Into the mythic
Letters from the Earth
The songs of Letters from the Earth are stories. Not really the folk-telling kind, but stories that are almost cinematic in scope, drawing from influences as varied as Danny Elfman, the score to Lord of the Rings, mythology, Chopin, Sigur Ros and Radiohead. While they don’t really expect listeners to figure out that a certain song is, for instance, about a Minotaur in ancient Minoan mythology or dancing with a vampire, they hope they at least get the song’s feeling across.
“We’re trying to tell stories without words,” says singer and lead guitarist Sean Hill, a tall 22-year-old with black-rimmed glasses and curly blond hair. While they use lyrics sparingly, group members think music alone is sometimes the best way to tell those tales.
“When you have someone telling you what to feel, sometimes it doesn’t work,” says singer and bassist John Griffin, a soft-spoken, thoughtful guy who recently turned 24.
The band members met in the same downtown building that houses their jobs at Jungle Vino, Jungle Java and the Sierra Tap House. Drummer Matthew “Oliver” Sala, 22, suggested they play sometime. One day while Sala and Hill were jamming together, Griffin came over and started messing around with Hill’s old bass guitar. Two months later, Griffin bought a bass of his own, marking this past May as the band’s official formation.
The members of Letters from the Earth approach songwriting much like some visual artists approach a canvas—with intentions to shape an idea, mood or expression that others may or may not get, but ultimately, they want what they create to make people think and feel. They say there’s no front man to the band. Their songwriting generally begins with someone coming up with a storyline, a feeling, or maybe a melody that the rest of the group runs with. Each instrument is integral to each composition. The bass, for example, is more than just the foundation upon which the music is built but becomes a main character in the song.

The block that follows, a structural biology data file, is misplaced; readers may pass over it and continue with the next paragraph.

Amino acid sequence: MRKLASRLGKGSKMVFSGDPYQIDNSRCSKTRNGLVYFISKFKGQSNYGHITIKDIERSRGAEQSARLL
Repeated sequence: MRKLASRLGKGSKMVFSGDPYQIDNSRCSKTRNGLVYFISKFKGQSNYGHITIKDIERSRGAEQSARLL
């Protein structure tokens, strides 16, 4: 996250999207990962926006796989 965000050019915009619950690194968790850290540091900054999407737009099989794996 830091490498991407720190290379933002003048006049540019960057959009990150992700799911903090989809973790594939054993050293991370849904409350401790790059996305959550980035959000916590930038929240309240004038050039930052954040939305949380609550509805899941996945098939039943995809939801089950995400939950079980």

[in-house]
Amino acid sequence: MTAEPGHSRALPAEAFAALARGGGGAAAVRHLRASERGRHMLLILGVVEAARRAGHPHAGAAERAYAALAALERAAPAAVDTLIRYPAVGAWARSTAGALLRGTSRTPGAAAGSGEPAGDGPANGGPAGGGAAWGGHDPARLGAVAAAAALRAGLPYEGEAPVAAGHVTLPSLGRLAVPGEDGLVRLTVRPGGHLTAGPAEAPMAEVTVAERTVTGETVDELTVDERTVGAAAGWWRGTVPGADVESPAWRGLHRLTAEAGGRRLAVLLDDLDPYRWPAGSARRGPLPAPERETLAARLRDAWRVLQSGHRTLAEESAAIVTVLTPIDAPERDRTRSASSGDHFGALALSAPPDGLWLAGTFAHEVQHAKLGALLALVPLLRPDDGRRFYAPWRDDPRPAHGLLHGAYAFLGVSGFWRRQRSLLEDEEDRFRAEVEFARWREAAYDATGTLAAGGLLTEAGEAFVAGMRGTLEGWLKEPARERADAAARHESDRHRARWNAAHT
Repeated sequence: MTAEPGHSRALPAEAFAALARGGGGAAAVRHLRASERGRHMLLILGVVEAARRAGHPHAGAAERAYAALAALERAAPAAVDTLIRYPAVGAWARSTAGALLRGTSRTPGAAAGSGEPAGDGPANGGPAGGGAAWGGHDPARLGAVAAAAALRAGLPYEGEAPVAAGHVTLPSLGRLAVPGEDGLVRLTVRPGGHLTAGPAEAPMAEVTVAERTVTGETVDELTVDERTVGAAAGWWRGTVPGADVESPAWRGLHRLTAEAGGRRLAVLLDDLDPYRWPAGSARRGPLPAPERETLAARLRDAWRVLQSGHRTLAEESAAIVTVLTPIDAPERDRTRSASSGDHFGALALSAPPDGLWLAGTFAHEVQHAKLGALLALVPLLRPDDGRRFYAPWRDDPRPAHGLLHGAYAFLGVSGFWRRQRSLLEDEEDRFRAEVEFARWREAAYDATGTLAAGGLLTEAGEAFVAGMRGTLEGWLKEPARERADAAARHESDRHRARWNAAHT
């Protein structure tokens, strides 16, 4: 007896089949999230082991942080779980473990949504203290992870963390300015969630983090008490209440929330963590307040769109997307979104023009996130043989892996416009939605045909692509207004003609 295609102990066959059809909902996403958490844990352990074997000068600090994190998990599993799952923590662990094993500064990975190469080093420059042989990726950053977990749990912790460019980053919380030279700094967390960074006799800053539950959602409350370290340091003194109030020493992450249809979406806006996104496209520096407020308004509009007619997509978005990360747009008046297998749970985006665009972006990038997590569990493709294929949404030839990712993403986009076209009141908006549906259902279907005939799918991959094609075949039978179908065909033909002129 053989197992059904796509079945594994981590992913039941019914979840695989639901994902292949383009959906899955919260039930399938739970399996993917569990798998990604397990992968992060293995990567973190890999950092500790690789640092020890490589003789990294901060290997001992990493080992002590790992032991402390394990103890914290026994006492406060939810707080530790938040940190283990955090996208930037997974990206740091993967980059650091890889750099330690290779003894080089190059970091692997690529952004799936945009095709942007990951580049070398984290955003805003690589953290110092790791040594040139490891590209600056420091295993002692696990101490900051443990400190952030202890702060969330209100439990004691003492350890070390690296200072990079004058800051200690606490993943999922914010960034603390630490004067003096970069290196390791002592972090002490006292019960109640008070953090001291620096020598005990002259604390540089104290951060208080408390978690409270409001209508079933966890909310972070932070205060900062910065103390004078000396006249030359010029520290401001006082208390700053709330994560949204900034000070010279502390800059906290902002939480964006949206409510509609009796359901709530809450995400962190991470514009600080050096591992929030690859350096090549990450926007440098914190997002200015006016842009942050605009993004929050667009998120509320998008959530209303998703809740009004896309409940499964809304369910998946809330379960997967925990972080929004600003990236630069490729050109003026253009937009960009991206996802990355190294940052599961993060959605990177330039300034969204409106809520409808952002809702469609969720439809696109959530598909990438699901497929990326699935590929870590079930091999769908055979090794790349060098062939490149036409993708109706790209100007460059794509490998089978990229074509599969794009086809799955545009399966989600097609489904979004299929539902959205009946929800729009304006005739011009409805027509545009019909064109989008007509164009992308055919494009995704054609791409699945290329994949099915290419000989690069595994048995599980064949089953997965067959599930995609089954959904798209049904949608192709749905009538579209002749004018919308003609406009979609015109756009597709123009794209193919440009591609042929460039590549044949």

The band’s name is taken from the Mark Twain book Letters from the Earth, a collection of pieces in which Satan and the archangel Gabriel, among other biblical figures, correspond satirically and hilariously about the strange goings-on of Earth. The work was published posthumously due to concerns from Twain’s daughter about its controversial take on religion. The book carries overtones of what the band Letters from the Earth is trying to evoke—the idea of stories, for one, but also stories of a grand scope, across time and space. Hill says that, like their songs, the stories in the book sound serious but are playful underneath.
Letters from the Earth’s music is dramatic. Soft introductions and gurgled distortion rise in development. Shifting moods and tempos preempt a guitar-wailing climax before the whole thing is brought down to resolution—classic storytelling. The guitarists use foot pedals to great effect, like in a song about an adventure on an alien landscape, where a sound effect sounds like an old Atari video game at the moment when the ghosts descend upon Ms. PacMan.
“Each song is a journey,” says Sala. “They’re very different and complete thoughts. The songs are letters of their own, spelled out with sounds instead of words.”